Inevitably, you would expect accidents to happen from time to time and one possibility is that somehow the message gets duplicated and sent to two different locations or more. In that manner you could get several individuals— they would be cybertwins—and every one would be on an equal footing. What would you do in a case like that? I don't have an answer but if all these individuals wanted to continue to exist they would just be separate persons. They would have a common past but be different people.

And they might well want this. That is to say, they might not be comfortable with some kind of deletion or combining operation that would coalesce them back into one person, but instead might insist on living separate lives. How would laws be written to handle cases like that?

What about property rights? If the person had property beforehand, who would inherit this property? Would it have to be divided up or what? You might get away with duplicating some of it, but I could see where that wouldn't always work.

In my book, “Forever for All”, I also raise the possibility that someone might have a significant other, so there perhaps you could duplicate this individual and make enough copies for everybody, but that would certainly create a legal matter to deal with. Today reproductive rights are important; they always have been. There seems to be an assumption in most jurisdictions that people can have children as much as they want. In China they do try to limit that. But what about in the future?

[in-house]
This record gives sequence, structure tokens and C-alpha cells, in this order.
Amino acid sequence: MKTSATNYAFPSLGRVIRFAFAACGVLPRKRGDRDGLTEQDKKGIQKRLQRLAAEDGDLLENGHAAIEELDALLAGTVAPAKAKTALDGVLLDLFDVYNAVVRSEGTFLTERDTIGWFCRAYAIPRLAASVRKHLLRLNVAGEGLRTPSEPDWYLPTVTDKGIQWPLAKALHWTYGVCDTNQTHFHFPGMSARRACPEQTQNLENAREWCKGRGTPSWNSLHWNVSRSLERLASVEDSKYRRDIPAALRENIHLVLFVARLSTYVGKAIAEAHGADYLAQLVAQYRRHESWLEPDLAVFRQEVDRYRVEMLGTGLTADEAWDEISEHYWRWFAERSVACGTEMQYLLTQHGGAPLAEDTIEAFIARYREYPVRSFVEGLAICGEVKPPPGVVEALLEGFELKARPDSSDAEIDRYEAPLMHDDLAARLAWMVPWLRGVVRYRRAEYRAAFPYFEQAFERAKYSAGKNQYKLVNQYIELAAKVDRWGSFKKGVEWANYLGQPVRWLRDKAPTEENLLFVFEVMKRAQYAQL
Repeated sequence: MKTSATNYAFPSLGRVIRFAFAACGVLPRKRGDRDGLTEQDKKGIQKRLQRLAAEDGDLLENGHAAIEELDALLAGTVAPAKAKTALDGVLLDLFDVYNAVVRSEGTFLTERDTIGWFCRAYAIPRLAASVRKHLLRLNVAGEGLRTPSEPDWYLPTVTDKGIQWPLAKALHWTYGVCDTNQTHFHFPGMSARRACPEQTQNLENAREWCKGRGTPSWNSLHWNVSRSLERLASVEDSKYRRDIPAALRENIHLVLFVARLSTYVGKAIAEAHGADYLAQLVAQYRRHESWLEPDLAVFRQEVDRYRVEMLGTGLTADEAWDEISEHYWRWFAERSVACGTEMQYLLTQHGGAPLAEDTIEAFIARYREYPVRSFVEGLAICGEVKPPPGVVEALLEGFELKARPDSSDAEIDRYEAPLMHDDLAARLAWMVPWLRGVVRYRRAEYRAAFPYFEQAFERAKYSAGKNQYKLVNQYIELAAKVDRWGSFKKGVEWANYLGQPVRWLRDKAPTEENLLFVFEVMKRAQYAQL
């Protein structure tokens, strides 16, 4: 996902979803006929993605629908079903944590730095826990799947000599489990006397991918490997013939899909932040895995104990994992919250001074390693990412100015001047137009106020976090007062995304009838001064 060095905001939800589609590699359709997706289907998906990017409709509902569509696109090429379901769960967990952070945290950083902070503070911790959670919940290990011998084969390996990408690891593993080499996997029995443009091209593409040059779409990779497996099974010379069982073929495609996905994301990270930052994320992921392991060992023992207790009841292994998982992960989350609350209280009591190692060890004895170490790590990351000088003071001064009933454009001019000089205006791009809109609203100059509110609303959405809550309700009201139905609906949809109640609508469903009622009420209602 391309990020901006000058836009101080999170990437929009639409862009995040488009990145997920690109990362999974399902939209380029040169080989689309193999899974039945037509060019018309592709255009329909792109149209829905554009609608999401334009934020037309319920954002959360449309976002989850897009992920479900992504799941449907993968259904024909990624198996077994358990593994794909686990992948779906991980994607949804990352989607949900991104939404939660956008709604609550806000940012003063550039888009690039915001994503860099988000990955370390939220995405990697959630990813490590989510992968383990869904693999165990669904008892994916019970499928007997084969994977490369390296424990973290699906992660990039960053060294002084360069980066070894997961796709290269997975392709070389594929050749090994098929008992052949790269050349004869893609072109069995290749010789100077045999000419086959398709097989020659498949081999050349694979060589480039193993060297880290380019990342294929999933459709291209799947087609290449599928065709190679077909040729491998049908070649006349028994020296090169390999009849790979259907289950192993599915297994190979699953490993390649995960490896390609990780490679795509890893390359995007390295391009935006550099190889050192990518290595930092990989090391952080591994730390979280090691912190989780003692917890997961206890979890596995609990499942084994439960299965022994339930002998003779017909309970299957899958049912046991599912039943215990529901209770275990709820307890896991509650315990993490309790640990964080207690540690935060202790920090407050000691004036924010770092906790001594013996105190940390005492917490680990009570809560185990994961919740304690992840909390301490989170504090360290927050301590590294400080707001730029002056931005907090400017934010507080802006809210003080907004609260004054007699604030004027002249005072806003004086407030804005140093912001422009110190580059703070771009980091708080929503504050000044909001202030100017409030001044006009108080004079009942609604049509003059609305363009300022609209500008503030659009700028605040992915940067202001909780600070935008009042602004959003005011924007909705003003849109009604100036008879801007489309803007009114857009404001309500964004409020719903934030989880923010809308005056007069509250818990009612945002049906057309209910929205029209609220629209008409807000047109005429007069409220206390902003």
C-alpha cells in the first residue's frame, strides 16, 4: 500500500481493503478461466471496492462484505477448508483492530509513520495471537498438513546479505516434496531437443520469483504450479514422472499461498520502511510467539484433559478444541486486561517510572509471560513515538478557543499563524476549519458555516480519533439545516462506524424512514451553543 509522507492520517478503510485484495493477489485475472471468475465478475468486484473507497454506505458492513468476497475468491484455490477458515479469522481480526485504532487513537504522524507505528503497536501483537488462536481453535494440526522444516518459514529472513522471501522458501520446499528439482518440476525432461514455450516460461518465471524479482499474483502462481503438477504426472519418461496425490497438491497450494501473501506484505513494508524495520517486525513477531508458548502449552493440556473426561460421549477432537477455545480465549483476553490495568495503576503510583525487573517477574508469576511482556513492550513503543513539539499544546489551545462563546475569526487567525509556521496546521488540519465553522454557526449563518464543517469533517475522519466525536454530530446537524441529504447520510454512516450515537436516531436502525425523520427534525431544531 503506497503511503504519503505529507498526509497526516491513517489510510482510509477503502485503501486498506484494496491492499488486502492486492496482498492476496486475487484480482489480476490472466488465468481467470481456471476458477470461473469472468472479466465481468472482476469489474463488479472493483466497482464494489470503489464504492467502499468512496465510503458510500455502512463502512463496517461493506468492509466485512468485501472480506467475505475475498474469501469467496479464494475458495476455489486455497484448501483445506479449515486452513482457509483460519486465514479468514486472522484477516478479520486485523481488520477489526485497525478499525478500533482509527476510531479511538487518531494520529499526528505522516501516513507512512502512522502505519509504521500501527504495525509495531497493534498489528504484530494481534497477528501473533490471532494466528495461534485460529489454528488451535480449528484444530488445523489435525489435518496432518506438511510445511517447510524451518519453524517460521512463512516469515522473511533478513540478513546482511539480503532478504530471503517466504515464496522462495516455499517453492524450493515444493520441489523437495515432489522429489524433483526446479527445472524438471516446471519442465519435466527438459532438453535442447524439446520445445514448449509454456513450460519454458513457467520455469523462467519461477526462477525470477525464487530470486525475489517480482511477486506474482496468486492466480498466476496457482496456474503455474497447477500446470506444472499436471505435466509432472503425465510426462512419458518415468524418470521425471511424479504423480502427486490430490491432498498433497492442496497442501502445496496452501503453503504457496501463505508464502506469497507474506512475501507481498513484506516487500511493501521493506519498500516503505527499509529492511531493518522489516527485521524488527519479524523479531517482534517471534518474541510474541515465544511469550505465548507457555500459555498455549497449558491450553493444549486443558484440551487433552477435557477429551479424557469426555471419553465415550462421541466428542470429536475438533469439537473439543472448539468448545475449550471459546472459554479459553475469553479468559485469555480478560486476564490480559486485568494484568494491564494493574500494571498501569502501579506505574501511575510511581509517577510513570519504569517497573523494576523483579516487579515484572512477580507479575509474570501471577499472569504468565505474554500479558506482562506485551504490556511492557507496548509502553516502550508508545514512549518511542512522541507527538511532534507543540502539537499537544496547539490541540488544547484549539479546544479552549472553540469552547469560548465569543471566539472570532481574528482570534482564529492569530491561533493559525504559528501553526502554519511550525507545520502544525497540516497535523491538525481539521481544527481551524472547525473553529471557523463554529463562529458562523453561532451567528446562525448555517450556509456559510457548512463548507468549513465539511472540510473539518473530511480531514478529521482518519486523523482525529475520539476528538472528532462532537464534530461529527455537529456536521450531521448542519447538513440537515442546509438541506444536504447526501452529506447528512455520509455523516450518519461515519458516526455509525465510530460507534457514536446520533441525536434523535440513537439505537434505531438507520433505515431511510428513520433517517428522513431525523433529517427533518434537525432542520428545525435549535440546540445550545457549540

It might become very easy to create more people in different ways. You could create copies of yourself or you could create people from scratch. Should there be a law about reproductive rights? Is it possible that people will just voluntarily choose the right behavior all the time or would there need to be laws declaring amounts of restrictiveness? How restrictive would the laws have to be to make sure that things stayed within a reasonable bound, to avoid overpopulation or straining the resources? I don't have the answer but these matters are something to think about.